Al Drago / The New York Times

President Donald Trump has repeatedly criticized athletes for using their platform to speak up.

November 4, 2020

PICHINI | Activism Belongs in Athletics

Print More

During President Donald Trump’s tumultuous term in office, there has been an enormous increase in activism among athletes. This activism is not new, as athletes such as Muhammad Ali and Tommie Smith previously engaged in prominent displays of protest. 

Activism in the modern era became far more prominent with the decision by then-San Francisco 49ers quarterback Colin Kaepernick to take a knee during the national anthem to protest racial injustice and police brutality. Kaepernick’s fateful knee ultimately cost him a job in the NFL as the league subsequently blackballed him, but it did spur more activism.

The following season, more and more NFL players followed Kaepernick’s lead and kneeled during the anthem. The act of kneeling spread across major sports leagues, and activism only ramped up in 2020, especially following the death of George Floyd and the rise of the Black Lives Matter Movement.  

After the police shooting of another Black man — Jacob Blake — NBA players threatened to boycott games before the league formally halted playoff action for three days. In addition, stoppages occurred in the NHL, MLB, MLS and WNBA. 

Not only are we seeing activism on the national stage, but it’s also taking place on East Hill. Black student-athletes coalesced to organize “Our March — Our Campus,” an event that took place last month and called for systemic change to Cornell athletics. 

This increasing activism represents a positive development. Athletes deserve to have a voice on social issues that are often deeply personal to them. Now, athletes are beginning to exercise their voice in a more forceful manner to better demand change.

Activism by athletes has unfortunately attracted frequent opposition. One of the prevailing beliefs going against activism by athletes states that sports and politics simply “do not mix.” The argument behind this fallacy is that viewers who tune in to watch sporting events do so as an escape from politics. The last thing viewers want is for athletes to make political statements. 

This belief is incredibly flawed as it dehumanizes athletes to the point where they are only used for our entertainment purposes. Fox News host Laura Ingraham best epitomized this belief during an unhinged segment in which she told LeBron James and Kevin Durant to “shut up and dribble” back in February 2018. 

But one only needs to look at who Fox News brings in as commentators to detect the immediate hypocrisy. The network has invited athletic figures such as Curt Schilling and Bob Knight and celebrities like Kid Rock and Chuck Norris to discuss an array of political issues.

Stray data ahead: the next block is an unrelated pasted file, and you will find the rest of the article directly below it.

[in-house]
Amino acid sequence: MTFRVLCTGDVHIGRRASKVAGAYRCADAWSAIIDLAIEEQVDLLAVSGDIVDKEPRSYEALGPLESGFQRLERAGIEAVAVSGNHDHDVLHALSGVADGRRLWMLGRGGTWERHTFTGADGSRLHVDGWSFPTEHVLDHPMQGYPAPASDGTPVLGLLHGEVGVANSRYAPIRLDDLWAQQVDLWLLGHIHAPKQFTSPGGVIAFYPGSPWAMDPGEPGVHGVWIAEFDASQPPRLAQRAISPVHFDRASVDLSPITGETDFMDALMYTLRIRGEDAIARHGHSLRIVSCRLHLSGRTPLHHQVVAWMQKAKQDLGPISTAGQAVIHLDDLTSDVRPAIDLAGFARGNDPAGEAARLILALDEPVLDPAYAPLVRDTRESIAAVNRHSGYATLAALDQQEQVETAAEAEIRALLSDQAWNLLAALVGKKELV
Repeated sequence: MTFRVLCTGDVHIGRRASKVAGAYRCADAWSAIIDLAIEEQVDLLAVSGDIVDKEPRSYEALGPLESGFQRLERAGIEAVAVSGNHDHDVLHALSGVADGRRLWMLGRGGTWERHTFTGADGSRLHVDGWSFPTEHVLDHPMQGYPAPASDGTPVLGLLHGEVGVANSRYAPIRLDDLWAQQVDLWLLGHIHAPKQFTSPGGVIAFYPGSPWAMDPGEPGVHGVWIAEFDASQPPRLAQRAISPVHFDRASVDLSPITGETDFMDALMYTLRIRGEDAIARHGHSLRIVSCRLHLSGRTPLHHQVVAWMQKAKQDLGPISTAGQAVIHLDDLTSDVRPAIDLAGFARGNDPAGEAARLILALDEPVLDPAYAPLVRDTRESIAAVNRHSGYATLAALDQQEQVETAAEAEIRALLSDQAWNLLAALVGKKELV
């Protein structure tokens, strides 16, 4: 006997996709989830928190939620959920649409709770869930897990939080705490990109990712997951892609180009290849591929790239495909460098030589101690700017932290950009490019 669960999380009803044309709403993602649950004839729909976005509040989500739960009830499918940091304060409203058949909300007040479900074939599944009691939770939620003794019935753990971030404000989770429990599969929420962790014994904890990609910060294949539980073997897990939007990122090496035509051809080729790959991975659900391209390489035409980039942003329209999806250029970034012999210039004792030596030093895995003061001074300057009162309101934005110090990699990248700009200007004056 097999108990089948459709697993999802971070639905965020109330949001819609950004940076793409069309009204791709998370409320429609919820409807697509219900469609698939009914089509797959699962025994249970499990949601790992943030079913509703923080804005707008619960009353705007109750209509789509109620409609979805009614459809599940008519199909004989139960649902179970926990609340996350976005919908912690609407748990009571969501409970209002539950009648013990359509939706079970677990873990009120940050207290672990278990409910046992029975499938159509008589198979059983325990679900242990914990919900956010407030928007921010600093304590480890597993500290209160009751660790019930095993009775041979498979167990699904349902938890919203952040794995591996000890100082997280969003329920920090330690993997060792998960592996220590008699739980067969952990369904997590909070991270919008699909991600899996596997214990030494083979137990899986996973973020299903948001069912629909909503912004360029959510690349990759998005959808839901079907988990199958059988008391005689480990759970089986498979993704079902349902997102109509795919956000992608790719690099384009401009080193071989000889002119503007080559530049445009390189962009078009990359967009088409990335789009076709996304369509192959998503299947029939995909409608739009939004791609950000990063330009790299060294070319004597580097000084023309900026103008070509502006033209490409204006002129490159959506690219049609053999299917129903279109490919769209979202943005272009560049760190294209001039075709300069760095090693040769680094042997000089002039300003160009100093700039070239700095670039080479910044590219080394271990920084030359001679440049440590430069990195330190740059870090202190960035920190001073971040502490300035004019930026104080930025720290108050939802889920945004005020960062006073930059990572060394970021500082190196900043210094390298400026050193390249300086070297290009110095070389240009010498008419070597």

Why does Fox invite figures like this but then tell athletes like James to “shut up and dribble?” Well, the answer lies in political views. If you’re an athlete and you agree with Fox News’ obvious conservative tilt, you are welcomed to express your political views. This logic is applied not just on major news networks, but in the minds of millions of Americans — speak up if I agree with you; if not, then shut up. 

For many young Black athletes, who mainly tend to express progressive views and advocate for racial justice, the goal among the conservative establishment is to silence their voices, hence the personalities like Ingraham who spew hateful rhetoric. 

But no one has been a more vocal figure in criticizing Black athletes than President Donald Trump. Back in 2017, he levied divisive comments against NFL players who opted to take the knee during pregame ceremonies. 

Wouldn’t you love to see one of these NFL owners, when somebody disrespects our flag, to say, ‘Get that son of a bitch off the field right now. Out. He’s fired! He’s fired!’” Trump said at a rally in Huntsville, Alabama. 

Since then, he has repeatedly traded jabs with professional sports players. Aside from James and Kaepernick, Trump has also launched feuds with athletes such as Stephen Curry and Megan Rapinoe. 

Detractors may denounce the actual results of the activism. Does it yield any direct benefits or advance the causes that these athletes care about? In an interview with the Boston Globe, New England Patriots safety Devin McCourty expressed doubt about the fruits of activism. 

“If we don’t practice one day and go back to practicing the next day, I don’t know what that really accomplishes,” McCourty said. “I know we could take a whole day off and we could talk about a whole bunch of different things. It just hasn’t mattered.”

What this activism does is raise awareness around these issues. A large portion of the country does not actively keep up with current events. But for those who tune into sporting events while straying away from national news, athletes’ activism draws the viewers’ attention to these important issues. 

Obviously, there is no tangible way to measure the impact that this activism will have on the election. But there is a shift in the sentiment of Americans regarding the activism by athletes. 

Despite Trump’s best efforts to stir up division, he has actually managed to unite the country in terms of its view regarding activism by athletes. When Kaepernick first took the knee during the national anthem to protest racial injustice, only 20 percent of people polled at the time supported his actions. 

But now, 70 percent of U.S. sports fans support protests by athletes. The widening practice of activism by athletes has led to a gradual acceptance by Americans. Just as all Americans have a right to exercise their right to free speech, athletes do as well, and they should not be confined to the sidelines during these politically turbulent times.